Senate Repeals Handgun Limit

Sen. Chap Petersen votes against bill, says current law already has "multiple exceptions for gun-owning Virginians"

A bill passed by the Virginia Senate on Monday will end a 19-year-old limit on handgun purchases, a move praised by gun rights activists but criticized by others that say it has helped curb gun trafficking across the state.

SB 323, which passed 21-19, eliminates the state law that prohibits residents from purchasing more than one handgun in a 30-day period. The House has already passed a version of the bill; Gov. Bob McDonnell (R) has indicated he'll sign it into law, the Washington Post reported.

Those who voted for the bill say the law, passed in 1993, was outdated. Background checks and other security measures have also been introduced to effectively curb gun trafficking since then, some senators told the Washington Post.

Opponents have said easy access to firearms have contributed to tragedies like Virginia Tech, along with a host of other gun-fueled crimes across Northern Virginia in the past few years.

Sens. Chap Petersen (D-34th), Janet Howell (D-32nd) and Barbara Favola (D-31st), all Democrats, voted against the bill.

"Despite what supporters of [Virginia Senate] Bill 323 say, this bill will make it easier for gun-runners to export gun violence from Virginia," Favola tweeted Tuesday.

In an email Wednesday, Petersen said the "one-gun-a-month" tag for the law is misleading: In reality, it applies to handguns only, and concealed carry permit holders along with police and military members can already buy more than one handgun a month, he said. Residents can also buy more than one handgun a month at gun shows, Petersen said.

"Right now we have a system that works well," Petersen said. "Gun owners feel like their rights are respected in this state and this law [as is] is an acceptable compromise."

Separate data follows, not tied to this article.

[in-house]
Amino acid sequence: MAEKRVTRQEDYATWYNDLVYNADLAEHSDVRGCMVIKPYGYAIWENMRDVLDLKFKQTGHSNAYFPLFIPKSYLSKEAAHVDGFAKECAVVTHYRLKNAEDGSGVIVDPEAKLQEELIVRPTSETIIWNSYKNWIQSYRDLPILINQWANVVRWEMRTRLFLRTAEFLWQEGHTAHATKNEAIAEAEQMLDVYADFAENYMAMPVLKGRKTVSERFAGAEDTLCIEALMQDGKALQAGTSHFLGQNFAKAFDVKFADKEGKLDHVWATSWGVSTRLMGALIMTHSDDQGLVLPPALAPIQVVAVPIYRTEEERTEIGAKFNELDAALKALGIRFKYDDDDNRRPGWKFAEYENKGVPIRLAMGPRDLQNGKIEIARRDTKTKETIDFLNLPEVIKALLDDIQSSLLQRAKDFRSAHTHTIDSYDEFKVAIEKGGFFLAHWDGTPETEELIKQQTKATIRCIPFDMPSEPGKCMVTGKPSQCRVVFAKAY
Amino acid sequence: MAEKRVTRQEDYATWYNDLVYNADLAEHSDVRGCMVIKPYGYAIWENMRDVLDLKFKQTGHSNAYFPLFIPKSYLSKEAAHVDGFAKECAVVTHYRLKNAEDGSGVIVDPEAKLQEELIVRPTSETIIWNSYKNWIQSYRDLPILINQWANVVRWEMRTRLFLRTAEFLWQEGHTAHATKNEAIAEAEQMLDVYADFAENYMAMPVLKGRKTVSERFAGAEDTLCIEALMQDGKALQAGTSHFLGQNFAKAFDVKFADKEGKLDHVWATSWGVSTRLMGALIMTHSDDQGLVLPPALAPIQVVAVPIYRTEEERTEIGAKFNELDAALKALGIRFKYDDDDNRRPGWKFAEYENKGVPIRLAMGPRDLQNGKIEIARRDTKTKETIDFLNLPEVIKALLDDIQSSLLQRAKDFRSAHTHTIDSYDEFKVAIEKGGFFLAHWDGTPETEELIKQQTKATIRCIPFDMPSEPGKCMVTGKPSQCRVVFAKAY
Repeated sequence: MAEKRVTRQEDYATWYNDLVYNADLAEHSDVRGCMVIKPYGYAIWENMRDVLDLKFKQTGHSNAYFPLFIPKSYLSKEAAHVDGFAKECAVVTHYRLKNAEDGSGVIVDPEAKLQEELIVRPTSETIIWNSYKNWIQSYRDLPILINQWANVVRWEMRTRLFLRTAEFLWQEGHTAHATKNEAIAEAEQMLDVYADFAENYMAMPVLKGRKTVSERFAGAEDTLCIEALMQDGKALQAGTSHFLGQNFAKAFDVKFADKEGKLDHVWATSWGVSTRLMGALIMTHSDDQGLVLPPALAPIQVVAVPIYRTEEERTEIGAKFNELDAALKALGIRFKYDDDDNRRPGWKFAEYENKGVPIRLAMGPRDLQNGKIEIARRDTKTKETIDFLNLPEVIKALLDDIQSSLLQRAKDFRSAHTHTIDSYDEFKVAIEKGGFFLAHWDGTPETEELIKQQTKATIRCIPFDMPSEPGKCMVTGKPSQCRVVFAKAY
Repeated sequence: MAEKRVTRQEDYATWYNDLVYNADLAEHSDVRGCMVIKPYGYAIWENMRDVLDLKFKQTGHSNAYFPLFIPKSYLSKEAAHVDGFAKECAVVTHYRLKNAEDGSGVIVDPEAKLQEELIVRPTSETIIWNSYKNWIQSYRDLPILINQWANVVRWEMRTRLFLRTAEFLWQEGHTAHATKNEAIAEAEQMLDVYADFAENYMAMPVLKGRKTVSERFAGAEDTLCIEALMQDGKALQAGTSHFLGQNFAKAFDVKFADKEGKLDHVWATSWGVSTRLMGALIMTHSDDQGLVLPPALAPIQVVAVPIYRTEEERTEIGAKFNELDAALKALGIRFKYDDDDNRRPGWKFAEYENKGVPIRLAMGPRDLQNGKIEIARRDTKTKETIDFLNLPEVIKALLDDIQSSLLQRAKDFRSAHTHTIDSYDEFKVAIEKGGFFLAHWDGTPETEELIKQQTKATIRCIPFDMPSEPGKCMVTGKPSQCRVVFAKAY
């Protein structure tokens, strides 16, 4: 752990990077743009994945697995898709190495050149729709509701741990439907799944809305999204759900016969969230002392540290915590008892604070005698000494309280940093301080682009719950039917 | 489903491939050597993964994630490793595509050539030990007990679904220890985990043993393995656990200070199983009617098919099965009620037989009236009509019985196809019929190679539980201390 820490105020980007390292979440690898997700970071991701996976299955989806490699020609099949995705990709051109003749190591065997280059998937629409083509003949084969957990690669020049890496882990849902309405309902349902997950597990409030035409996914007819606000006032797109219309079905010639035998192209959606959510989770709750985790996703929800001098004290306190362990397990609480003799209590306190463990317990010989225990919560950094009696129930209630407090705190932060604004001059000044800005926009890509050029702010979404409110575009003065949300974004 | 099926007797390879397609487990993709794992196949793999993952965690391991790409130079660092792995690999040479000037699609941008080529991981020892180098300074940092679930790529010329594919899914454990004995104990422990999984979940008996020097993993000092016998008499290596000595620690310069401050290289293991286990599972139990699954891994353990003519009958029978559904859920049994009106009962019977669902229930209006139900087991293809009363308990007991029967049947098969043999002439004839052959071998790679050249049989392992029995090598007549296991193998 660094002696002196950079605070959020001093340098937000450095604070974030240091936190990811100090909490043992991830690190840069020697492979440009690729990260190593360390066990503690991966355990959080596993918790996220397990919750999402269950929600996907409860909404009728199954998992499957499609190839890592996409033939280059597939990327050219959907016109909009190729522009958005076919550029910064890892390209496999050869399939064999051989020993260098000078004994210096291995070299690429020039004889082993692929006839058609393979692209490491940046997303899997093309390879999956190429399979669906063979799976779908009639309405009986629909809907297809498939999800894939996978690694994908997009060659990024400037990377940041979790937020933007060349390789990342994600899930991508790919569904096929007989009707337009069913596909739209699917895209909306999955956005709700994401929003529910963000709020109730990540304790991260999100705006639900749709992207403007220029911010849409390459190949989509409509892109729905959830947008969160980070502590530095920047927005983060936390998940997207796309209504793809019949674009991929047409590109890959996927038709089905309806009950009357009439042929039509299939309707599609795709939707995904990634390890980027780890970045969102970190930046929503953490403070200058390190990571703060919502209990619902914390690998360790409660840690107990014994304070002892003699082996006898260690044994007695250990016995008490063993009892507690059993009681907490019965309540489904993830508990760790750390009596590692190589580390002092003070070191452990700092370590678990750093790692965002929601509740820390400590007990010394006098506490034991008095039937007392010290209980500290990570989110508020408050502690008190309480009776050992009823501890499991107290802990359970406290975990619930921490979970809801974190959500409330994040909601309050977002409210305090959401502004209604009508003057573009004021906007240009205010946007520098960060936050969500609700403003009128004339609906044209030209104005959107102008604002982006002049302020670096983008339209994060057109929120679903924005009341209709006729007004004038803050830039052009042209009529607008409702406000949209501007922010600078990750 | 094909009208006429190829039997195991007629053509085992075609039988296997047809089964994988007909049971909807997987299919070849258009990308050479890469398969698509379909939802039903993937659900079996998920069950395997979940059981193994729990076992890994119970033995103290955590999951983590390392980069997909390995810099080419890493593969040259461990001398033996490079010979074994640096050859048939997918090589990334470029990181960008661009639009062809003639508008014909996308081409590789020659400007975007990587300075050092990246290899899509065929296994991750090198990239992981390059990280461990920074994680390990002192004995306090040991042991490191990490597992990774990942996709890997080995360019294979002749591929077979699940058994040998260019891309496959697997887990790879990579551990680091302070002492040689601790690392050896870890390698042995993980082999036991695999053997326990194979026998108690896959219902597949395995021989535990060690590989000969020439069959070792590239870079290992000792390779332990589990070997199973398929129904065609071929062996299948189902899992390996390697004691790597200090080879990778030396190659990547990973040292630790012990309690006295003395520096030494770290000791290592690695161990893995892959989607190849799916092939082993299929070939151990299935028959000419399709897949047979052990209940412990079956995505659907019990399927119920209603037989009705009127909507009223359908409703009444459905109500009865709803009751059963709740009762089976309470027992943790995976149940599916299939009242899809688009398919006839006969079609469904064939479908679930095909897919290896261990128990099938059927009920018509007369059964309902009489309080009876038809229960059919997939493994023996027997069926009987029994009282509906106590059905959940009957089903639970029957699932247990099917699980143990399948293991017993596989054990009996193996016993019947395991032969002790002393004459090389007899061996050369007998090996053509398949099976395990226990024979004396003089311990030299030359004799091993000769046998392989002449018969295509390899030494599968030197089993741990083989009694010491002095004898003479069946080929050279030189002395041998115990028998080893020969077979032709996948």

Petersen said the current law has "multiple exceptions for gun-owning Virginians who want to purchase more than one handgun per month."

"The only limitation I see is on out-of-state purchasers who attempt to buy multiple hand-guns at one time," he said.

Del. Jim LeMunyon (R-67th District) stuck to his word and voted against the bill, one of four Republican delegates to do so.

"What bugs me is that they're not just saying let's go from one to two or one to five. They're saying let's go from one to no limit," LeMunyon told Patch . "So you have a situation of someone who is fairly young, doesn't have a criminal record so there's no background to check, who can buy 500 of these things and turn around and sell them illegally. Six hours later they're in New York. If I were a gun bad guy, that's exactly what I would do."

Gun rights have emerged in several other bills this session: At least five are still alive in the Senate, with four more on tap in the House.

Joe Brenchick February 09, 2012 at 01:55 PM
First, I strongly disagree with Petersen saying "Gun owners feel like their rights are respected in this state and this law [as is] is an acceptable compromise." What other Amendment do you think we could comprise rationing out? Freedom of The Press, but you only need one Newspaper? The Fourth and Fifth Amendments are outdated and besides, if you have nothing wrong and have nothing to hide, why would you need them? What part of “Shall Not Be Infringed” do you fail to understand? You either believe in the Constitution and the Bill Of Rights or you don’t. There is no pick and choose. As for the rest of the objections. They seem to run the same old tired hysteria which plays on emotions and fears, but never comes to pass.
bja23 February 11, 2012 at 11:16 PM
There is no evidence that laws restricting guns ever prevent crime. Actually, there is plenty of evidence to the contrary. Simply put, criminals do not care what the law says. If you make it illegal for them to by a gun (or 500 guns), they will simply by them from an illegal source. And I wish people would stop using the Virginia Tech tragedy to push their anti-gun agenda. Even if guns were illegal, the assailant could have gotten one. Just look at how easily criminals get guns in nations where they are illegal. Gun laws only affect law abiding people.


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